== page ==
There will be no routine checks carried out until 1 October 2021. However officials reserve the right to undertake checks in the interim should there be a suspicion of illegal activity or welfare concerns.
If I have no documentation will I be subject to checks?
Will I be checked by the ferry companies or Defra before leaving Great Britain to travel to Northern Ireland?
Defra have confirmed that they will not be carrying out checks in respect of travel from Great Britain to Northern Ireland. However you may wish to contact your transport company to confirm any additional requirements that they may have.
If you require more information or have any issues you can email Animal and Plant Health Agency (APHA) at email@example.com or telephone: 0370 241 1710 or at the Defra website here.
Where can I get a pet passport and how much will it cost?
You can obtain a pet passport directly from one of the authorised Private Veterinary Practitioners participating in the pet travel scheme, (see link below for details). The price of consultation and advice, rabies testing, any necessary vaccinations and issuing documents, is set by each individual vet. Please speak to your vet about the cost if preparing to travel with your pet.
Will my pet require a rabies vaccination for travelling to Northern Ireland from Great Britain?
Yes, a rabies vaccination will be required and you need to make sure your pet is microchipped first, or the vaccination will not count. The pet must be at least 12 weeks old before vaccination. You must wait until the appropriate immunity has developed, as stated by the datasheet of the rabies vaccination given, which must be at least 21 days after the primary vaccination is given. If the datasheet of the vaccination used says that immunity is not present until day 30 after vaccination, then you must wait 30 days before travel and your vet should record the same in the passport / animal health certificate. (This wait does not apply to an annual or 3 yearly booster vaccination, provided the booster is administered before the original vaccination expires.)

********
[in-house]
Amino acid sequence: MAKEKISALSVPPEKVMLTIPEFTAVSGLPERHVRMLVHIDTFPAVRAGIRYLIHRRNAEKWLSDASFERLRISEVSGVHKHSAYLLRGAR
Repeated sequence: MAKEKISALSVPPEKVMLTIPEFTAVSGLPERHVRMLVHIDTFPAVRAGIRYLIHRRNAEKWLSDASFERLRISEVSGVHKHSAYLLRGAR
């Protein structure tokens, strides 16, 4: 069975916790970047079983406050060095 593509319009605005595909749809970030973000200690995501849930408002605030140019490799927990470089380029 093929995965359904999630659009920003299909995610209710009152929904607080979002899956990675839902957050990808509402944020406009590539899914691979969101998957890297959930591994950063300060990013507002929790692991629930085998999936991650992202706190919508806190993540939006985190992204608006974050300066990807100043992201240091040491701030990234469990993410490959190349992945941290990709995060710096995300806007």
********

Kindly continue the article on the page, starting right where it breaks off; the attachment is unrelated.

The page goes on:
I am concerned that the rabies vaccination will have a detrimental effect on the health of my pet?
There is already a requirement for such a vaccination for pets intending to travel to the EU, including the Republic of Ireland, from Northern Ireland. All vaccinations recommended for use in NI/EU have undergone rigorous testing to assess safety and ensure effectiveness. The Veterinary Medicines Directorate, an Executive Agency within DEFRA, regulate the safety and quality of veterinary medicines in the UK and you may wish to seek further advice from them regarding any vaccination concerns. The Veterinary Medicines Directorate can be contacted here.
How do I know if my pet’s rabies vaccination is up-to-date?
Your vet will be able to advise you when a rabies vaccination is due. They will also be able to advise whether other health and documentary checks are required for travel. We recommend that you contact your local vet before planning any travel with your pet.
How long does my pet’s rabies vaccination remain valid for?
The lifespan of the rabies vaccination depends on the brand of vaccination used and your vet will be able to advise you when rabies boosters will be required. In order for an EU pet passport to remain valid, rabies vaccinations and any future boosters must be administered by an authorised veterinarian within the EU. Details of the vaccination must be entered in the pet passport.
Does the rabies vaccination need to be given every time you intend to travel?
No. Provided the rabies vaccination is kept up to date, you should only need to get your pet vaccinated for the first trip.
How much will obtaining a pet passport and health preparations cost?
The price of consultation and advice, rabies testing, vaccinations and issuing documents (including a pet passport) is set by each individual vet.
Is an EU pet passport transferable between owners?
Yes. An EU pet passport is transferable and remains valid if you comply with the requirements of the EU Pet Travel regulations. However, within the passport there is only space for the details of 2 owners. Once both are used you will need to get a new passport to travel with the pet.
Will my pet require Tapeworm / Echinococcosis Multilocularis (EM) treatment every time I return to Northern Ireland from Great Britain?
Yes. EU regulations require that dogs comply with preventative health measures, and that tapeworm / EM treatment is administered within 24 to 120 hours (1 to 5 Days) of entry to the EU (including Northern Ireland). This treatment can be administered by a veterinarian in Northern Ireland or Great Britain. Depending on the duration of your trip, you may be able to have the treatment administered in Northern Ireland before you leave i.e. if you are returning to Northern Ireland within 5 days.